Chorioamnionitis Differential Diagnoses

Updated: May 08, 2018
  • Author: Fayez M Bany-Mohammed, MD; Chief Editor: Ted Rosenkrantz, MD  more...
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DDx

Diagnostic Considerations

As noted earlier, the diagnosis of clinical maternal chorioamnionitis made on the basis of clinical findings of fever plus fetal tachycardia, maternal leukocytosis, or purulent fluid coming from the cervical os (see the table below). Affected women with chorioamnionitis may appear ill, even toxic, and they may exhibit hypotension, diaphoresis, and/or cool or clammy skin. However, maternal clinical signs or symptoms of infection may be absent, particularly when dealing with histologic chorioamnionitis (silent chorioamnionitis). [5]

Table. Features of Isolated Maternal Fever and Triple I with Classification. [141] (Open Table in a new window)

Terminology Features and Comments
Isolated Maternal Fever 

 

(“Documented” fever)

Maternal oral temperature ≥39.0°C (≥102.2°F) on any one occasion is documented fever. If the oral temperature is between 38.0°C (100.4°F) and 39.0°C (102.2°F), repeat the measurement in 30 minutes; if the repeat value remains at least 38.0°C (≥100.4°F), it is documented fever.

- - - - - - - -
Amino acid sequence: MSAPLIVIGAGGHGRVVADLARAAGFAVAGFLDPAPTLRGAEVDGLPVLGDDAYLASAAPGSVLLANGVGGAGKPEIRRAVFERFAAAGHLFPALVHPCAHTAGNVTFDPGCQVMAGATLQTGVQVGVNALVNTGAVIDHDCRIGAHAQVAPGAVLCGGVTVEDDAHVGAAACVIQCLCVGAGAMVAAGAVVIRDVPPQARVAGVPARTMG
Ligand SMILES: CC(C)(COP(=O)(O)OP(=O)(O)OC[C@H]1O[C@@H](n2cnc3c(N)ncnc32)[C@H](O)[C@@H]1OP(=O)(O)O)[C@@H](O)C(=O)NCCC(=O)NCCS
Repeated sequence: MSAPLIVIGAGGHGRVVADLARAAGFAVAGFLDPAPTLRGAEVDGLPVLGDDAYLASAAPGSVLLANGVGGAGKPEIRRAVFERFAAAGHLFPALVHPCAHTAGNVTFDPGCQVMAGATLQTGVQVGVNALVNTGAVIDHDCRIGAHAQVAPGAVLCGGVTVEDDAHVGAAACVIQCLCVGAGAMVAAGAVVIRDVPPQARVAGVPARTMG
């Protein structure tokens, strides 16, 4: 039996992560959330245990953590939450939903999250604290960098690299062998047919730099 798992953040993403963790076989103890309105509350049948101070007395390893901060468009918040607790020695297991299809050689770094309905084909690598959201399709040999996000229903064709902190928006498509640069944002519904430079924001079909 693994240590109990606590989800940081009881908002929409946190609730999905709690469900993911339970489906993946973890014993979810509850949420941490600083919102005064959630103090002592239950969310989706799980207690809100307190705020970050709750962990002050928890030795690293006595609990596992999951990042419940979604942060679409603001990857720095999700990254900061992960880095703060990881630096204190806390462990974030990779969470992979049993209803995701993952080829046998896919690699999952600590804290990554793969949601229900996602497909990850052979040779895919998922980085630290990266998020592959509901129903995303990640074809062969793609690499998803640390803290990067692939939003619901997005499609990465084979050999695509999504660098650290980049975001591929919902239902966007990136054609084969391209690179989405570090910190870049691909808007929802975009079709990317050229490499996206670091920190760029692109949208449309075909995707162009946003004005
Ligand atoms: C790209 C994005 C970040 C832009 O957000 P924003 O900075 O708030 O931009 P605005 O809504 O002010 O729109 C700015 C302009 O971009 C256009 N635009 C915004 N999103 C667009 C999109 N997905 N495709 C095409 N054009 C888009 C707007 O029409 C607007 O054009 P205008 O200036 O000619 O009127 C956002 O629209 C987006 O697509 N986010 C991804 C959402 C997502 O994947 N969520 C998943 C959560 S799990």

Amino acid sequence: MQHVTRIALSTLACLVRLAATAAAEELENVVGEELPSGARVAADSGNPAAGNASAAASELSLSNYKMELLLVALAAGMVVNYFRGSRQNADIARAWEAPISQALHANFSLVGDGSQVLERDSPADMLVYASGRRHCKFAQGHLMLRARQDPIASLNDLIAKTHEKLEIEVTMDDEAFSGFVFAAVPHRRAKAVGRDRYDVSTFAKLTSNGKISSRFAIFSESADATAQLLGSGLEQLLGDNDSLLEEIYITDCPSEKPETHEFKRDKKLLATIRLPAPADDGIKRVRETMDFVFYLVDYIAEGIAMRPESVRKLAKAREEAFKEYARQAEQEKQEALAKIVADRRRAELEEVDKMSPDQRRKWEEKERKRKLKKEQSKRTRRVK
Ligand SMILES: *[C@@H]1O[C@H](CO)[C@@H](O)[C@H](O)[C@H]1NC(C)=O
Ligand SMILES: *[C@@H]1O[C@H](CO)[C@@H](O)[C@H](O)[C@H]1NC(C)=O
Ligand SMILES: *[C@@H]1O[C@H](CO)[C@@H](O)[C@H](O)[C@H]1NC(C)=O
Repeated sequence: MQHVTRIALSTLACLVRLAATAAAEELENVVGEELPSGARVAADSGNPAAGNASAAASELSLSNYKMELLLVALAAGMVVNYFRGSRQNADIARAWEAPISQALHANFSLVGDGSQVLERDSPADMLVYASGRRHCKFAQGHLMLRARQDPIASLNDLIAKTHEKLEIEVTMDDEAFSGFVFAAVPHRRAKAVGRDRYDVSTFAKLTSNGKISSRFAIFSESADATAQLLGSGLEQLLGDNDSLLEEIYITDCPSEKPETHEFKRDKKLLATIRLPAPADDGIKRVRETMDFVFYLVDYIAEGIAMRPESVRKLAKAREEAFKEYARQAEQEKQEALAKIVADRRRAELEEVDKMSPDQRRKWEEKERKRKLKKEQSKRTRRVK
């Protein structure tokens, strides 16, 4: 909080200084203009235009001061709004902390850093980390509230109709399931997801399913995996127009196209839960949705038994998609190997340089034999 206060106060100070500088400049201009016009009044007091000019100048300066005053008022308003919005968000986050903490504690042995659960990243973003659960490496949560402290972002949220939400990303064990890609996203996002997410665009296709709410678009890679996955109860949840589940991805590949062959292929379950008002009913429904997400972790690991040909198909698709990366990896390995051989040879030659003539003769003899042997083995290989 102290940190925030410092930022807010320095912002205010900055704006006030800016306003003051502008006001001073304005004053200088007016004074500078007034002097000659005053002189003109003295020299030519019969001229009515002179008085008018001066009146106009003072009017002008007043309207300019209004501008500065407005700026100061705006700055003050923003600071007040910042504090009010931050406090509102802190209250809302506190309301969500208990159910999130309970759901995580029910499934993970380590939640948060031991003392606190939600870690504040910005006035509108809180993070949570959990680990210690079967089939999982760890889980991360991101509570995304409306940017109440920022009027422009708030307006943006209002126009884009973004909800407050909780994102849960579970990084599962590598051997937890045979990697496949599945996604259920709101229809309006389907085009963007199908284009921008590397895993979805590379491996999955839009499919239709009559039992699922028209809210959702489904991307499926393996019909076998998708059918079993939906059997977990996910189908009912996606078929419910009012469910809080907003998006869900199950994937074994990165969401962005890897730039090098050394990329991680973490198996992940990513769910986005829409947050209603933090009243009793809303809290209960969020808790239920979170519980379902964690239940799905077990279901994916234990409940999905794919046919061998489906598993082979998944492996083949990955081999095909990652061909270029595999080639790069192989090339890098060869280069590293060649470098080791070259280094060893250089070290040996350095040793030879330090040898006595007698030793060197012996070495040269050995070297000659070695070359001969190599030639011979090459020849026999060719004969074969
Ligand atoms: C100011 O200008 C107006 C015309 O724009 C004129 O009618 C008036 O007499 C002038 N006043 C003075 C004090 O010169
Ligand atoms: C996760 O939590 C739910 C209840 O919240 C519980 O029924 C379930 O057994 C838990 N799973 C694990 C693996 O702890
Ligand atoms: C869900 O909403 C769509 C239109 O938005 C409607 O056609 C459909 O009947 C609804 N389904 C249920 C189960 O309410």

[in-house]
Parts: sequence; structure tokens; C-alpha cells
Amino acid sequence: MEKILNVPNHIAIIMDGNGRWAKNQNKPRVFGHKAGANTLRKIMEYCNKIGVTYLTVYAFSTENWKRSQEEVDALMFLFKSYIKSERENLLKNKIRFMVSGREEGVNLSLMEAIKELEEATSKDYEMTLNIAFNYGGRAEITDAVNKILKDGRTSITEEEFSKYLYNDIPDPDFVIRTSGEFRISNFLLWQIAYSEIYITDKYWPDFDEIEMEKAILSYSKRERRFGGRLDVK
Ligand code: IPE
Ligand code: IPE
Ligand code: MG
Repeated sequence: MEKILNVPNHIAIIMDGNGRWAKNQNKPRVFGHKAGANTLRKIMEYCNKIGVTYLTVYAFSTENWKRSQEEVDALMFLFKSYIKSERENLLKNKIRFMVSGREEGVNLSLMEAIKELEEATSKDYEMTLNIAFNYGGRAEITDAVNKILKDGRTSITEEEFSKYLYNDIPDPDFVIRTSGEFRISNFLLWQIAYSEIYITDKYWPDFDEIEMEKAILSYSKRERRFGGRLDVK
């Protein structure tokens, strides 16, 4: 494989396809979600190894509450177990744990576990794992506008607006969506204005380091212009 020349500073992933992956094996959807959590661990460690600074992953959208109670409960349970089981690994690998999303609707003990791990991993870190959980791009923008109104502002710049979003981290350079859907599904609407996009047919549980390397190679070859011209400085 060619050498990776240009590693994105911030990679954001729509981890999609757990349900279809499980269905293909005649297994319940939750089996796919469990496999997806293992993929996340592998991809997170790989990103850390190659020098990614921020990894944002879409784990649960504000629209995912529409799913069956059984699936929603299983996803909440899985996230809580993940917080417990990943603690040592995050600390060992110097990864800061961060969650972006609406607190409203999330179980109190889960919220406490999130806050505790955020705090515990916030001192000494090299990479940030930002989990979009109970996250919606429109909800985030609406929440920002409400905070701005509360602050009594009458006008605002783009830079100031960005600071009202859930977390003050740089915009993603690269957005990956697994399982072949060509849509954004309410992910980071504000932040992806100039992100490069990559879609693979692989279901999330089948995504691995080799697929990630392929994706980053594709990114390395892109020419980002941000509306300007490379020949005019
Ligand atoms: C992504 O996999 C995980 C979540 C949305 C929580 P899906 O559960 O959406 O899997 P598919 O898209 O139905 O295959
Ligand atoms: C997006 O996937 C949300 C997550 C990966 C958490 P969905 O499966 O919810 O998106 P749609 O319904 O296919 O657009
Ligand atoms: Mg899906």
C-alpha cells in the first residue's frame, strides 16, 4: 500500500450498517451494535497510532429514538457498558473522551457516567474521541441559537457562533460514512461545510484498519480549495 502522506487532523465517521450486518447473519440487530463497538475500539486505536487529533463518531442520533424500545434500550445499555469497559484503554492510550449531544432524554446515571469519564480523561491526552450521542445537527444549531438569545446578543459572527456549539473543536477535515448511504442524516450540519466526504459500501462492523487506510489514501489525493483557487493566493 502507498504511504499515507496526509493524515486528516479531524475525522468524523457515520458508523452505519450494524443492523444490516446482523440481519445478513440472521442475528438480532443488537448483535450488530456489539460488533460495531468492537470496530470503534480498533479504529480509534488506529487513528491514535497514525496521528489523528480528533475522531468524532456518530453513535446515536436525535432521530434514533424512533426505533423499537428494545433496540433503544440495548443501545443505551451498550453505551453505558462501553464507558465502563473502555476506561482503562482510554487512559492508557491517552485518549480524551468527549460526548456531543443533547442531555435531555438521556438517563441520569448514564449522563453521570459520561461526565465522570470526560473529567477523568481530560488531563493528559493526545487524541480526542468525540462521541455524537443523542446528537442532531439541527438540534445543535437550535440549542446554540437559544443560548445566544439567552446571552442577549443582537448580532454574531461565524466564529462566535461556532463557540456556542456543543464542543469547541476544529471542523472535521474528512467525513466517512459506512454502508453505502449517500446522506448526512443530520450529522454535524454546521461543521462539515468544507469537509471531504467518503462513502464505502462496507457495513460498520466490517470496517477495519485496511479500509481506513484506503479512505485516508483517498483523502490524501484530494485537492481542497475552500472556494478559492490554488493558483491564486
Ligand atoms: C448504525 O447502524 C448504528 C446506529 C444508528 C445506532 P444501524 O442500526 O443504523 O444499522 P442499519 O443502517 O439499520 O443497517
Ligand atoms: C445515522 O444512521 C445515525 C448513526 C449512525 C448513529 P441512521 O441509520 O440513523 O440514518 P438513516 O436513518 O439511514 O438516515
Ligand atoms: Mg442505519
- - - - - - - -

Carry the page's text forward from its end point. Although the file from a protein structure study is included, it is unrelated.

Suspected Triple I

Fever without a clear source plus any of the following:

  • Baseline fetal tachycardia (>160 beats per min for 10 min or longer, excluding accelerations, decelerations, and periods of marked variability)
  • Maternal white blood cell count >15,000 per mm 3 in the absence of corticosteroids
  • Definite purulent fluid from the cervical os

Confirmed Triple I

All of the above plus:

  • Amniocentesis-proven infection through a positive Gram stain
  • Low glucose level or positive amniotic fluid culture
  • Placental pathology revealing diagnostic features of infection

Important considerations

In the United States, civil litigation is an increasing threat to healthcare professionals. [142] This is particularly true for obstetricians and neonatologists. These caregivers have ways to avoid the experience through high-quality care and complete documentation of the clinical course. [142, 143, 144]